Jacob left Beersheba and set out for Haran. When he reached a certain place, he stopped for the night because the sun had set. Taking one of the stones there, he put it under his head and lay down to sleep. He had a dream in which he saw a stairway resting on the earth, with its top reaching to heaven, and the angels of God were ascending and descending on it. There above it stood the LORD, and he said: “I am the LORD, the God of your father Abraham and the God of Isaac. The land on which you lie I will give to you and to your offspring. Your offspring shall be like the dust of the earth, and you shall spread abroad to the west and to the east and to the north and to the south, and in you and your offspring shall all the families of the earth be blessed. Behold, I am with you and will keep you wherever you go, and will bring you back to this land. For I will not leave you until I have done what I have promised you.” When Jacob awoke from his sleep, he thought, “Surely the LORD is in this place, and I was not aware of it.” He was afraid and said, “How awesome is this place! This is none other than the house of God; this is the gate of heaven.” Genesis 28.10-17.
Jacob is on the run from Esau, his brother, whom he has robbed of his birthright. In this first day of his flight, he has covered 55 miles but now, as darkness falls, he must rest. He is however in the inhospitable, central hill country of Palestine, devoid of trees and vegetation. Around him there is nothing but scree and above him the rocky terraces go up into the darkness like giant steps to the stars. Cold, lonely, afraid, and a long way from home, he finds a boulder that will do as a pillow and falls into an exhausted sleep.
But in his sleep he has a dream; and in the dream those rocky terraces do indeed become a stairway to heaven. A sullam is not really a “ladder” as we understand it — ie, two long poles crossed by parallel rungs — which is what the old translations called it; it is just something raised up to provide a means of ascent and descent. And the stairway that Jacob sees is indeed being used for ascent and descent. There are angelic beings coming and going between earth and heaven! To outward appearances, the place is what we might call “God-forsaken”. It has nothing to interest man or beast. But the reality is different. Far from being forsaken by God it is a place of heavenly interest, concern, and ongoing activity. I am reminded of the later story of Elisha’s servant, panicking at the site of the enemy armies surrounding them as they reside in Dothan and of Elisha asking God to open the servant’s eyes to the reality of the situation — “So the LORD opened the eyes of the young man, and he saw, and behold, the mountain was full of horses and chariots of fire all around Elisha” (2 Kings 6.17).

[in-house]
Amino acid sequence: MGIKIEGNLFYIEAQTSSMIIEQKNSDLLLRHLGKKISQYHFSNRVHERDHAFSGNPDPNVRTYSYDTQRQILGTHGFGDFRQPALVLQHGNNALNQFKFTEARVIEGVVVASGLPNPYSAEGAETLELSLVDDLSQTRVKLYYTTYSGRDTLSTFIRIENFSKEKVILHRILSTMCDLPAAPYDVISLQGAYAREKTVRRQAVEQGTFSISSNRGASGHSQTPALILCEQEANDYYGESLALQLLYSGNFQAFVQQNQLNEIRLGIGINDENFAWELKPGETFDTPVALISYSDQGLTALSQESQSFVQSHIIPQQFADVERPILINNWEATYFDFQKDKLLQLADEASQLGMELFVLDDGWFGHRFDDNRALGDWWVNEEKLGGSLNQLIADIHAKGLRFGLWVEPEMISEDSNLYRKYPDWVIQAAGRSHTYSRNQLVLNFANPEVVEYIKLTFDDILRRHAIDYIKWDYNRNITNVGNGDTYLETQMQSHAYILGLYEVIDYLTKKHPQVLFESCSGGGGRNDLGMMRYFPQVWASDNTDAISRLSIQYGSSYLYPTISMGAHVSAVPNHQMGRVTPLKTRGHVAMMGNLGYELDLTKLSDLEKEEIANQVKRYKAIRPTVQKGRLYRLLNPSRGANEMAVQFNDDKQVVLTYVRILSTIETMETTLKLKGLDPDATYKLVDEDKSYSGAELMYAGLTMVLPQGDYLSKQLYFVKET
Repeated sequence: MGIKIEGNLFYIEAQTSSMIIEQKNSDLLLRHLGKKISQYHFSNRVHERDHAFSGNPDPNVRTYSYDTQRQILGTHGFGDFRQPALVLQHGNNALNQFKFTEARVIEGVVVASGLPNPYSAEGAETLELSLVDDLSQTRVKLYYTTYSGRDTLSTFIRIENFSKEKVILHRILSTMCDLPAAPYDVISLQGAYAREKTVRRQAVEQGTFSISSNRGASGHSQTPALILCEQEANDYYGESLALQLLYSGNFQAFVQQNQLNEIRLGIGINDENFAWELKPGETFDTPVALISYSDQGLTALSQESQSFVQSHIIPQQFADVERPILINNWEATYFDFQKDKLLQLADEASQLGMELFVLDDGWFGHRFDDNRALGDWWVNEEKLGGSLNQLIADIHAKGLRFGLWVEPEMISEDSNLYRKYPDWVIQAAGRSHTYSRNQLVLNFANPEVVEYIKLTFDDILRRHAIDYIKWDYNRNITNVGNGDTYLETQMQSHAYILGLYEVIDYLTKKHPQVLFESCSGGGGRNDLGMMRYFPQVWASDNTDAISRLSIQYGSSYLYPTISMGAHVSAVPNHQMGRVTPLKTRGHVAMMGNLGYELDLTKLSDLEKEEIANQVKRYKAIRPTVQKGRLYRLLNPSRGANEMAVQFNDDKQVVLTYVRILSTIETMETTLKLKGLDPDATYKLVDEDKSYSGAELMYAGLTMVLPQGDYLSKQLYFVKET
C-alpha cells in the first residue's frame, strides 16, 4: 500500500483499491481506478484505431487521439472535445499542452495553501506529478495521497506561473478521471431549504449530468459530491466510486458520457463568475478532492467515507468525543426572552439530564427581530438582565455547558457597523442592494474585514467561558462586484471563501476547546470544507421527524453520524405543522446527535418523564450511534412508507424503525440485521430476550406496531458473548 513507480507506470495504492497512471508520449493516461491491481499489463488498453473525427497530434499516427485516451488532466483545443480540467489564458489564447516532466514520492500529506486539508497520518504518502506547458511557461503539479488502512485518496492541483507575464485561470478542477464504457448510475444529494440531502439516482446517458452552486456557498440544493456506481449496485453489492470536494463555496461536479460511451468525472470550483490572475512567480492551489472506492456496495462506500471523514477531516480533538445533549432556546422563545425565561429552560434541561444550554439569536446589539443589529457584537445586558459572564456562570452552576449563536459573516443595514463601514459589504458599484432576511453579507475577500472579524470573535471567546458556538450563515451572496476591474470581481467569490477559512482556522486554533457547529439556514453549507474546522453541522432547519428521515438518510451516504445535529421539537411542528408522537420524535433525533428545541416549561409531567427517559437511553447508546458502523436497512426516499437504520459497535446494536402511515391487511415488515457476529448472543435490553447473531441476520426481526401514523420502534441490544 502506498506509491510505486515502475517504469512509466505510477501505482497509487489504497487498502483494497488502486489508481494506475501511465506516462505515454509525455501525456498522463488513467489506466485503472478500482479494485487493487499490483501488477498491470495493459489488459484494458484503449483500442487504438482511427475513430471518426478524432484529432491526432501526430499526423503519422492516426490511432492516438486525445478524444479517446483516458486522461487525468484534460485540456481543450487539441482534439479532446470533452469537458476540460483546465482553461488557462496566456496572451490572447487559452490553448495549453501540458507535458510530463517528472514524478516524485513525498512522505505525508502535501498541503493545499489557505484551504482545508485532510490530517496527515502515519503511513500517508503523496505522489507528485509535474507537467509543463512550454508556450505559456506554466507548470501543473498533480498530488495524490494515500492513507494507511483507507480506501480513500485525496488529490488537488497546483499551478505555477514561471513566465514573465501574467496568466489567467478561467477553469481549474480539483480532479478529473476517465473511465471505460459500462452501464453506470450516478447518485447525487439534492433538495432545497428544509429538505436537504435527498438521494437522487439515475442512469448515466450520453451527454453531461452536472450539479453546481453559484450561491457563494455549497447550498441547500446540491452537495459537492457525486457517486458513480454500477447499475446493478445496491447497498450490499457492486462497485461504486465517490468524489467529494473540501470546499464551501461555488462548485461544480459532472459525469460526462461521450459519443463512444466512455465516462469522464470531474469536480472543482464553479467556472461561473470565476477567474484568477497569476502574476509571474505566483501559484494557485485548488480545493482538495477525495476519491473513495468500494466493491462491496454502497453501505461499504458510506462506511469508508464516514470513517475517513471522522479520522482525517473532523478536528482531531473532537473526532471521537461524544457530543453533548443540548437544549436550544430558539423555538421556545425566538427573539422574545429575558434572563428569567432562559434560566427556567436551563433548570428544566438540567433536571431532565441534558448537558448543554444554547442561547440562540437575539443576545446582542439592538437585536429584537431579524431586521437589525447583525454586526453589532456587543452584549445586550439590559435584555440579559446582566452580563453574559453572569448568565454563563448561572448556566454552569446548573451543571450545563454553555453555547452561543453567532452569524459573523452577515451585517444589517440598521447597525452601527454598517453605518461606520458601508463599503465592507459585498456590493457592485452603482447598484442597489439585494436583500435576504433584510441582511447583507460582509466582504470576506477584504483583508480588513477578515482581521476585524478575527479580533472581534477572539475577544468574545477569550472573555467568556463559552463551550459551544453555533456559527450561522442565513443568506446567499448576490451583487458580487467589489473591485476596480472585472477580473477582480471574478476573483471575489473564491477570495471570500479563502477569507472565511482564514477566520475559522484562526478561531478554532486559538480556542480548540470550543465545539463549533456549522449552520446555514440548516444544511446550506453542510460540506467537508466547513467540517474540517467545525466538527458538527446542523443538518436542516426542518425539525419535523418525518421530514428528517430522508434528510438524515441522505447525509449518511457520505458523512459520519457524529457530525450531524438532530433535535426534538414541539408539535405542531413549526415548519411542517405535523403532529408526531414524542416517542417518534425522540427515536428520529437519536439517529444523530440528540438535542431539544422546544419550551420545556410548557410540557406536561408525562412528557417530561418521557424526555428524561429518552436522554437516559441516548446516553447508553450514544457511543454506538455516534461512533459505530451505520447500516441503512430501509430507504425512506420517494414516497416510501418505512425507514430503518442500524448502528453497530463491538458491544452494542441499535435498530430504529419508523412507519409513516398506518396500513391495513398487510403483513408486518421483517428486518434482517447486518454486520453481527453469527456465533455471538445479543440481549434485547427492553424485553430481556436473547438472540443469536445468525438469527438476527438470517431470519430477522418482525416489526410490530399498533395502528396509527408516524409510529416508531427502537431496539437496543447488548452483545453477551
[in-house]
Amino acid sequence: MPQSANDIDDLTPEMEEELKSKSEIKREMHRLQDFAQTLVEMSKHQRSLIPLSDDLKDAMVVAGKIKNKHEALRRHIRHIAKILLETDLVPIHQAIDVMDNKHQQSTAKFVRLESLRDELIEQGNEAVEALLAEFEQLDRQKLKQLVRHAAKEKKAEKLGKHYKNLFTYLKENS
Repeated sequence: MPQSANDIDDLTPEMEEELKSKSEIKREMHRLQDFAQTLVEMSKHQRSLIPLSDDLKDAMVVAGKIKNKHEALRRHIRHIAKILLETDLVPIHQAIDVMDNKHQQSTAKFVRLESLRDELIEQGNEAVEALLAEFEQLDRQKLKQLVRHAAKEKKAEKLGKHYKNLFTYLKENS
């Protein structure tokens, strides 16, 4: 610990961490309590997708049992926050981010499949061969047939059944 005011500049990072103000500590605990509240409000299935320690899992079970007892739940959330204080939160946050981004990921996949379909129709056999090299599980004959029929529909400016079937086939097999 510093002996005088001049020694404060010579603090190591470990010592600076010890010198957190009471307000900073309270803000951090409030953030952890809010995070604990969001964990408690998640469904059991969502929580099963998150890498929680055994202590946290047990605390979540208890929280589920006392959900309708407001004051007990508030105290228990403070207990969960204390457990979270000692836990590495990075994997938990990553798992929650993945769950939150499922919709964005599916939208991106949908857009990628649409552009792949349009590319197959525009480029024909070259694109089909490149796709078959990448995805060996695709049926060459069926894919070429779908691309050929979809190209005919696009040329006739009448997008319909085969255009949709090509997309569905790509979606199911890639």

But, for Jacob, there is someone other than angel who comes to speak with him. The Lord himself is above the staircase, or indeed beside it for the preposition al can mean either. And his words to the swindling, cheating, cowardly creature looking up at him are, amazingly, not the words of rebuke we might expect but words of promise and comfort and reassurance. “I am with you and will keep you wherever you go.” I note that the Lord does not say, “I am with you and will keep you if you manage to hear me properly and obey me and go where I want you to be.” No … it is “wherever you go“.
When Jacob awakes and looks around him, nothing has changed. Same rocks, same scree, same emptiness. Yet everything has changed. The Lord was here all the time … is here still … though I didn’t know it before and though I cannot see him now. “This is none other than the house of God.” House is beth and God is el. House of God … Bethel. And the root meaning of beth is “within”. Jacob has learned that, wherever he is, he is within God’s love and purposes and promises. He may be a long way from his father’s house but he has now discovered that he is always in the house of God. His home is in Him.
How is that possible without Jesus? It isn’t. But Jesus is there with Jacob. He is his stairway to heaven just as he is mine. The stairway that Jacob sees is a foreshadowing, a type, of Jesus himself and of the cross. Jesus himself told Nathanael: “Truly, truly, I say to you, you will see heaven opened, and the angels of God ascending and descending on the Son of Man” (John 1.51). That, at the very start of Jesus’ ministry, was a reference to the cross. “When you have lifted up the Son of Man,” he says later, “then you will know that I am he” (John 8.28). Jesus is “the Lamb that was slain from the creation of the world” (Revelation 13.8) and he on the cross is the stairway between earth and heaven. Someone once said that all man’s ladders to heaven not only lack rungs but they are never high enough. Very true. Only God’s ladder will do … and I thankfully avail myself of it again this day. This morning, as every morning, Jesus is to me “the gate of heaven”.